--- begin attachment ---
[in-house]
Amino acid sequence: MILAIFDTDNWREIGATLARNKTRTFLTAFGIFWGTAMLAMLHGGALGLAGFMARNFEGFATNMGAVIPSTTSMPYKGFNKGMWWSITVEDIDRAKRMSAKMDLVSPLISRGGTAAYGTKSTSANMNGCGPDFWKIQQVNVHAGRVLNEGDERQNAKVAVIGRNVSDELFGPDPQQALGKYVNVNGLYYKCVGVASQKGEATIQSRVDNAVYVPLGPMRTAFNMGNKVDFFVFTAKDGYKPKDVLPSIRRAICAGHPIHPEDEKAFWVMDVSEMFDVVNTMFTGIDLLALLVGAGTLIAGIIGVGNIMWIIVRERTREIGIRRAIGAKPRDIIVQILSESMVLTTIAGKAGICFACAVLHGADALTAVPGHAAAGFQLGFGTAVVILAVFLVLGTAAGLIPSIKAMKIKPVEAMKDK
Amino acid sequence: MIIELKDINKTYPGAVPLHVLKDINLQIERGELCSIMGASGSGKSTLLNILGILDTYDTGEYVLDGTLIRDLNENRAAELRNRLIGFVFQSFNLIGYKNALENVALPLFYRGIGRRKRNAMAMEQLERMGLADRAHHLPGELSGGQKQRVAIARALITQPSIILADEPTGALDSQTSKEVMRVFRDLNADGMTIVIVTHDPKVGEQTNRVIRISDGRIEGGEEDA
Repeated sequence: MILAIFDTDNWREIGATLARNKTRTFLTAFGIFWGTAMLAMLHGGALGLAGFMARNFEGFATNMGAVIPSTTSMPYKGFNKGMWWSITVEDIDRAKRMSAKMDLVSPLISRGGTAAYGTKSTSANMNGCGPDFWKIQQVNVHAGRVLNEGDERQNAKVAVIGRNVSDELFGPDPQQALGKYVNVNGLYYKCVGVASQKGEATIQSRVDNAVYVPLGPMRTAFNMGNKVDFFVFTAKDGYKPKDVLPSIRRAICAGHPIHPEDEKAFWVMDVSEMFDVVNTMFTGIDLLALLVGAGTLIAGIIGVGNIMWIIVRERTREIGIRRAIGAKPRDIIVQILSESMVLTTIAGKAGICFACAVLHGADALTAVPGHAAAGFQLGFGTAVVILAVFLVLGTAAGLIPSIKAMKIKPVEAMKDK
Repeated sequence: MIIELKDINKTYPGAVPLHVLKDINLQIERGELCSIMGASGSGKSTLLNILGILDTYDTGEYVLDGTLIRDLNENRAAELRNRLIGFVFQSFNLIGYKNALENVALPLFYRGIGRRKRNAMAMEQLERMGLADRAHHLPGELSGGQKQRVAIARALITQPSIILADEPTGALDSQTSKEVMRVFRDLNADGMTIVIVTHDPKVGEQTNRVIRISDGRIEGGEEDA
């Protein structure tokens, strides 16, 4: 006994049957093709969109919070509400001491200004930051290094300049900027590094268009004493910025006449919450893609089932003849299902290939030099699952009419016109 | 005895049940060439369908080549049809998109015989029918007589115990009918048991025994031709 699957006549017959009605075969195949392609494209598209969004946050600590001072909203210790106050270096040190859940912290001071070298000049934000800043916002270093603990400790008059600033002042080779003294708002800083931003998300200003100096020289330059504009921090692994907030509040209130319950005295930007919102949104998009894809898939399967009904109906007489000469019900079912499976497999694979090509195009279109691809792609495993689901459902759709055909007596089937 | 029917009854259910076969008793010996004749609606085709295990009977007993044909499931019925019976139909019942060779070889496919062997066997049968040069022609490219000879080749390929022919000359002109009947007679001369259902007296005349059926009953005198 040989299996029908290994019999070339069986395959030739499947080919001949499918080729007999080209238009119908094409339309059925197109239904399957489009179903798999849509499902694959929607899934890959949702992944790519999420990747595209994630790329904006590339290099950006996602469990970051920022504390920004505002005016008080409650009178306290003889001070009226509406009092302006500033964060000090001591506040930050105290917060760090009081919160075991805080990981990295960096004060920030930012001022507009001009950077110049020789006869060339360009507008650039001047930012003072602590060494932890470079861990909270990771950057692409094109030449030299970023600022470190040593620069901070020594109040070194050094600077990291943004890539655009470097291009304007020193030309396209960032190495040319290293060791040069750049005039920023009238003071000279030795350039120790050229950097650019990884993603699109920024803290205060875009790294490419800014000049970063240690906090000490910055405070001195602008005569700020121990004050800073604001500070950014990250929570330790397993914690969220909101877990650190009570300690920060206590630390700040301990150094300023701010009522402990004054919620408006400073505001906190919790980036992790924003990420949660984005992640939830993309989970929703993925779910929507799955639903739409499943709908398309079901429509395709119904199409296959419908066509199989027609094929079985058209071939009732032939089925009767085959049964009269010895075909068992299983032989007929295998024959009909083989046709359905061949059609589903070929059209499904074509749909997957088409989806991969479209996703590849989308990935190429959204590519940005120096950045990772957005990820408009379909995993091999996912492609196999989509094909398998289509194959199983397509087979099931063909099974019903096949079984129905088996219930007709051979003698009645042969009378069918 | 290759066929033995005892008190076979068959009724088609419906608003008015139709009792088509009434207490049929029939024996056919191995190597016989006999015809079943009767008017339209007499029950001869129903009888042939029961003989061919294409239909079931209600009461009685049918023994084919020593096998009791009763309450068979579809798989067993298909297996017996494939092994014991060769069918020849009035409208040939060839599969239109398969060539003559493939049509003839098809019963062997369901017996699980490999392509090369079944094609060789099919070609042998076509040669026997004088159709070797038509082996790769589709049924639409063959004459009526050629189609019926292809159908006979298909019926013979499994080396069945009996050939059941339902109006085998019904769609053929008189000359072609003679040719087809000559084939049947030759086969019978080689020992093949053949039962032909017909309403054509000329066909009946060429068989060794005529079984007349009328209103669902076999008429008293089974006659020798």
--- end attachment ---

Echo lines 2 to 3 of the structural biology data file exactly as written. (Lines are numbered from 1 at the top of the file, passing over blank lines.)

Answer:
Amino acid sequence: MILAIFDTDNWREIGATLARNKTRTFLTAFGIFWGTAMLAMLHGGALGLAGFMARNFEGFATNMGAVIPSTTSMPYKGFNKGMWWSITVEDIDRAKRMSAKMDLVSPLISRGGTAAYGTKSTSANMNGCGPDFWKIQQVNVHAGRVLNEGDERQNAKVAVIGRNVSDELFGPDPQQALGKYVNVNGLYYKCVGVASQKGEATIQSRVDNAVYVPLGPMRTAFNMGNKVDFFVFTAKDGYKPKDVLPSIRRAICAGHPIHPEDEKAFWVMDVSEMFDVVNTMFTGIDLLALLVGAGTLIAGIIGVGNIMWIIVRERTREIGIRRAIGAKPRDIIVQILSESMVLTTIAGKAGICFACAVLHGADALTAVPGHAAAGFQLGFGTAVVILAVFLVLGTAAGLIPSIKAMKIKPVEAMKDK
Amino acid sequence: MIIELKDINKTYPGAVPLHVLKDINLQIERGELCSIMGASGSGKSTLLNILGILDTYDTGEYVLDGTLIRDLNENRAAELRNRLIGFVFQSFNLIGYKNALENVALPLFYRGIGRRKRNAMAMEQLERMGLADRAHHLPGELSGGQKQRVAIARALITQPSIILADEPTGALDSQTSKEVMRVFRDLNADGMTIVIVTHDPKVGEQTNRVIRISDGRIEGGEEDA